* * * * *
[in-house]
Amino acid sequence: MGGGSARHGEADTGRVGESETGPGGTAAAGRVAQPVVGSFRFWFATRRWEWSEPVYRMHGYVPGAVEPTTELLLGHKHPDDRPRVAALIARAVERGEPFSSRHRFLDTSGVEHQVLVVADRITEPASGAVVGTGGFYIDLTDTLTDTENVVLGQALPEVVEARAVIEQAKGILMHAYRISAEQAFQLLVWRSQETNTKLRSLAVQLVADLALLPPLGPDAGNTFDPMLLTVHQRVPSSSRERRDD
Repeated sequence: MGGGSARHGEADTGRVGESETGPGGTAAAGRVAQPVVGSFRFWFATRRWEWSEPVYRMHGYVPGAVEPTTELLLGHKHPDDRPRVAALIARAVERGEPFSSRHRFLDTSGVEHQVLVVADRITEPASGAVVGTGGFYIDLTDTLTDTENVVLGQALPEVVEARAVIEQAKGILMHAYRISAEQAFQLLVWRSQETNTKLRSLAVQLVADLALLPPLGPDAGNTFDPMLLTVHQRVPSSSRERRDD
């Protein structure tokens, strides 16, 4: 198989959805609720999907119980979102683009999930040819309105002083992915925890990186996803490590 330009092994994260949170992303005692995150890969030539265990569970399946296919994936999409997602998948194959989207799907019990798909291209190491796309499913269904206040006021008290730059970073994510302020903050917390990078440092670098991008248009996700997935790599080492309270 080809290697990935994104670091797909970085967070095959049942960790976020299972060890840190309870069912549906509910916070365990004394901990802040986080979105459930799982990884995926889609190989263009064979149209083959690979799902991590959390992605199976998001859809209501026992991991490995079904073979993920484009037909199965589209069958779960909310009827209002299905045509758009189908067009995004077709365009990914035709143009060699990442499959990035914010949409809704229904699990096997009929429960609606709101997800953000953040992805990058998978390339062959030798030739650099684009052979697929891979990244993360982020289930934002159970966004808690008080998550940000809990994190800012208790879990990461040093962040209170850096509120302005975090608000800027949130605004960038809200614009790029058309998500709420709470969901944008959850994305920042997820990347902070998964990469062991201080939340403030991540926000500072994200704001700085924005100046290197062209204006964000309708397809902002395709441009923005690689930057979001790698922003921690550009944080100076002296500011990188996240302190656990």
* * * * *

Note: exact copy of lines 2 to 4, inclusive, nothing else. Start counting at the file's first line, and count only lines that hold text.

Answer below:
Amino acid sequence: MGGGSARHGEADTGRVGESETGPGGTAAAGRVAQPVVGSFRFWFATRRWEWSEPVYRMHGYVPGAVEPTTELLLGHKHPDDRPRVAALIARAVERGEPFSSRHRFLDTSGVEHQVLVVADRITEPASGAVVGTGGFYIDLTDTLTDTENVVLGQALPEVVEARAVIEQAKGILMHAYRISAEQAFQLLVWRSQETNTKLRSLAVQLVADLALLPPLGPDAGNTFDPMLLTVHQRVPSSSRERRDD
Repeated sequence: MGGGSARHGEADTGRVGESETGPGGTAAAGRVAQPVVGSFRFWFATRRWEWSEPVYRMHGYVPGAVEPTTELLLGHKHPDDRPRVAALIARAVERGEPFSSRHRFLDTSGVEHQVLVVADRITEPASGAVVGTGGFYIDLTDTLTDTENVVLGQALPEVVEARAVIEQAKGILMHAYRISAEQAFQLLVWRSQETNTKLRSLAVQLVADLALLPPLGPDAGNTFDPMLLTVHQRVPSSSRERRDD
């Protein structure tokens, strides 16, 4: 198989959805609720999907119980979102683009999930040819309105002083992915925890990186996803490590 330009092994994260949170992303005692995150890969030539265990569970399946296919994936999409997602998948194959989207799907019990798909291209190491796309499913269904206040006021008290730059970073994510302020903050917390990078440092670098991008248009996700997935790599080492309270 080809290697990935994104670091797909970085967070095959049942960790976020299972060890840190309870069912549906509910916070365990004394901990802040986080979105459930799982990884995926889609190989263009064979149209083959690979799902991590959390992605199976998001859809209501026992991991490995079904073979993920484009037909199965589209069958779960909310009827209002299905045509758009189908067009995004077709365009990914035709143009060699990442499959990035914010949409809704229904699990096997009929429960609606709101997800953000953040992805990058998978390339062959030798030739650099684009052979697929891979990244993360982020289930934002159970966004808690008080998550940000809990994190800012208790879990990461040093962040209170850096509120302005975090608000800027949130605004960038809200614009790029058309998500709420709470969901944008959850994305920042997820990347902070998964990469062991201080939340403030991540926000500072994200704001700085924005100046290197062209204006964000309708397809902002395709441009923005690689930057979001790698922003921690550009944080100076002296500011990188996240302190656990």